Monday, September 16, 2019


1.  What movie is the picture from?

2.  What movie is this quote from?

By the authority vested in me by Kaiser William the Second I pronounce you man and wife - proceed with the execution. 

3.  What movie is this?

It was released in 1993 and immediately took a position among the great movies of any genre.   Modestly, the director tried to convince Martin Scorsese, Roman Polanski, and Billy Wilder to direct the pic, but for various reasons they turned him down.  He refused to make any “blood money” for the film.  The movie is based on the novel by Thomas Keneally.  The movie was shot on location in Krakow, Poland.  The film won numerous awards.  It was awarded Oscars for Picture, Director, Adapted Screenplay, Cinematography, Art Direction, Editing, and Original Score.  It was the most expensive black and white film made up to then (topping “The Longest Day”).  It had been 33 years since a black and white movie had won Best Picture (“The Apartment”).  It is #8 on AFIs latest list of greatest American motion pictures.  (That was up from #9 from the original list.)  It was #3 on its Epic Films list.  Goth was #13 on its Villains list.  The movie cost $22 million and made $96 million at home and $225 million abroad.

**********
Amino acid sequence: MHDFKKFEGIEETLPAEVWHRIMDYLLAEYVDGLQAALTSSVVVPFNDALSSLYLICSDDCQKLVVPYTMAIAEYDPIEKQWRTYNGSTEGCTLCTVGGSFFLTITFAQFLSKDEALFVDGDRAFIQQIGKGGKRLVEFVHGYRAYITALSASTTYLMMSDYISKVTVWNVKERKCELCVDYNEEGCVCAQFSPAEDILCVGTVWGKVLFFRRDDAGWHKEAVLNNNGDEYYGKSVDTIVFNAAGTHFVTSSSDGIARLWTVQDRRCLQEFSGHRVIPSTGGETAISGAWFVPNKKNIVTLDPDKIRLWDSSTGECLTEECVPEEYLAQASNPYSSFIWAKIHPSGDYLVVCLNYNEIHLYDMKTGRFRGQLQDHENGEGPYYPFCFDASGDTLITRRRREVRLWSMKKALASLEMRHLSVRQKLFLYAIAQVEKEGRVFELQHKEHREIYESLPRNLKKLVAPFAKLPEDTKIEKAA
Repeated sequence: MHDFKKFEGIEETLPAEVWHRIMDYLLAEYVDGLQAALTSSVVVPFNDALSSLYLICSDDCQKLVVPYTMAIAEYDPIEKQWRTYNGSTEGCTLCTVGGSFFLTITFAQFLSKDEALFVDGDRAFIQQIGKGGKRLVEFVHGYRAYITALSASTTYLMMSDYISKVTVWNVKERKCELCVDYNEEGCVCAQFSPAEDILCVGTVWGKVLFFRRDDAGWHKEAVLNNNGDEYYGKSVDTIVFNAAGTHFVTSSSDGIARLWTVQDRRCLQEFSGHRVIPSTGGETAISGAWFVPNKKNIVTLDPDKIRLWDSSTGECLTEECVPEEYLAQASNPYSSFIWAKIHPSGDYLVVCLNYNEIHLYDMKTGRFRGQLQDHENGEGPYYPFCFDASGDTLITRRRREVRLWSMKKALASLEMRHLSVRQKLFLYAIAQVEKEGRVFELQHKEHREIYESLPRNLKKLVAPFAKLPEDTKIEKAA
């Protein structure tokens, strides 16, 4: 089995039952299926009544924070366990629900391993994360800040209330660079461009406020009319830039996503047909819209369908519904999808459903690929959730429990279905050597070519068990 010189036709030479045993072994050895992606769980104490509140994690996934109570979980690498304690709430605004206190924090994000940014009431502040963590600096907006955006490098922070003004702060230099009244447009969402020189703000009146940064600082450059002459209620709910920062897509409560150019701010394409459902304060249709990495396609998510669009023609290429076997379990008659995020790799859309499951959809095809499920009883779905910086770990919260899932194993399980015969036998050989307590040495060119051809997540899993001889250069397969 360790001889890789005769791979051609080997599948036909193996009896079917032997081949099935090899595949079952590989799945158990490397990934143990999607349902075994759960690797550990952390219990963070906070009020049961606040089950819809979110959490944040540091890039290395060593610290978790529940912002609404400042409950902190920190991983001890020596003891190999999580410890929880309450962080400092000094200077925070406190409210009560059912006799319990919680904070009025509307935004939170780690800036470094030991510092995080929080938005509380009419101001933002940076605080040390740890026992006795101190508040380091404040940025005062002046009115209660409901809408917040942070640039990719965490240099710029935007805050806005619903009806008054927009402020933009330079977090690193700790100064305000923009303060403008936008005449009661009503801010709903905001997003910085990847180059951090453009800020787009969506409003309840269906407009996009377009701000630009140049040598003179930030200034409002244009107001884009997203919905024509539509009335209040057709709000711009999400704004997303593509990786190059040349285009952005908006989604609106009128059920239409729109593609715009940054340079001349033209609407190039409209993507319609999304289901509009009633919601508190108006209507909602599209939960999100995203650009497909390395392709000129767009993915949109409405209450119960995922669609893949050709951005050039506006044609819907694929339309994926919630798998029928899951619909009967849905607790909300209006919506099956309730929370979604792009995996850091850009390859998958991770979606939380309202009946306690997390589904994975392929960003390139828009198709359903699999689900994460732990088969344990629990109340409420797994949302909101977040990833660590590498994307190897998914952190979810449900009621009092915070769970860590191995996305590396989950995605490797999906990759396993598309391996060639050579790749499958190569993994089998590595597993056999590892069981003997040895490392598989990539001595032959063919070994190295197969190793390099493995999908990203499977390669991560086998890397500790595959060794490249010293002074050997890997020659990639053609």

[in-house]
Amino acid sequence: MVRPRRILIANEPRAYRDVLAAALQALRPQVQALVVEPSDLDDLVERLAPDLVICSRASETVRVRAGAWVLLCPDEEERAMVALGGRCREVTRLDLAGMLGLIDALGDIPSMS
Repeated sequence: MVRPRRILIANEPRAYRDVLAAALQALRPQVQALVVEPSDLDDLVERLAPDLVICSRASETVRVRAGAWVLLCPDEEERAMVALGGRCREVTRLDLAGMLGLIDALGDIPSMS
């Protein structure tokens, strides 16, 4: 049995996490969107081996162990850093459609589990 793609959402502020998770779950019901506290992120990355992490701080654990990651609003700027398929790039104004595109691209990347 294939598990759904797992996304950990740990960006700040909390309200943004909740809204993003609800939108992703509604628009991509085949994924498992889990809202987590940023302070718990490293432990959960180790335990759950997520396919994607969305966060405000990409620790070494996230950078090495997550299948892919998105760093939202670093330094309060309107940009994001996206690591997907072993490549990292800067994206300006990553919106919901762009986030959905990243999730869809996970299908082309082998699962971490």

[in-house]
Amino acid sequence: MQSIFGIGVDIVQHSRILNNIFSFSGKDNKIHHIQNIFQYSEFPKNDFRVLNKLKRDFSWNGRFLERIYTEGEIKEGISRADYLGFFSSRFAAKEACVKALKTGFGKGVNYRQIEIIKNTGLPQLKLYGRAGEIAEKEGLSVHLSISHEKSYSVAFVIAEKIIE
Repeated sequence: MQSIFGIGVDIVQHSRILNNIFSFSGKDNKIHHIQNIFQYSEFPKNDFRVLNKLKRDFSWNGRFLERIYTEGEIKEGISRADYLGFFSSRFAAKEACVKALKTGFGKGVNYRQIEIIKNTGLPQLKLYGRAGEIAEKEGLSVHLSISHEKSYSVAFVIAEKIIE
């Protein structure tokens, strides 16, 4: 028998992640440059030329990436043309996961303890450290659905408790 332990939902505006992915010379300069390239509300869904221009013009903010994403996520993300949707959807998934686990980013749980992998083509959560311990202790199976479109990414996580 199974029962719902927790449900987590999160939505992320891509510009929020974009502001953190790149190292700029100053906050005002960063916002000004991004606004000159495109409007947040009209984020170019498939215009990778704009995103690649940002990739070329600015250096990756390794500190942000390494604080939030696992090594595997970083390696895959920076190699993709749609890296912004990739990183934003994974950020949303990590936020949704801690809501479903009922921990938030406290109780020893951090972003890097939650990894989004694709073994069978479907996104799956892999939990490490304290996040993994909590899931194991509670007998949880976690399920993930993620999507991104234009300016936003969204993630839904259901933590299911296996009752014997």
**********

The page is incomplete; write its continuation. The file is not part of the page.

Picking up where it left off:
Sunday, September 15, 2019

SHOULD I READ IT? Under the Flag of the Rising Sun (1972)

                        “Under the Flag of the Rising Sun” is a Japanese WWII film by Kinji Fukasaku.  It was Japan’s nominee for Best Foreign Film for the 45th Academy Awards, but it did not make the cut.  It should have.  It came out in the 1970s when it was possible to criticize the war and the emperor.  It opens with “Our military has always served at the discretion of the Emperor”.  By the end of the movie, you’ll be wondering why.  This is followed by footage of the Emperor giving a speech and laying a wreath to honor the dead.  But there is no honor for Sgt. Katsuo Togashi (Tetsuro Tamba) because he deserted on New Guinea and was executed for it in August, 1945.  Because of his dishonor, his widow Sakie (Sachko Hidari) cannot get survivor’s benefits.  She believes he was innocent and to prove it she determines to seek out four of his comrades.  The movie follows her odyssey to find the truth.  As she interviews each veteran, flashbacks support their stories.  Those stories are sometimes contradictory, however.  The mystery deepens.  Was Togashi a hero or a traitor?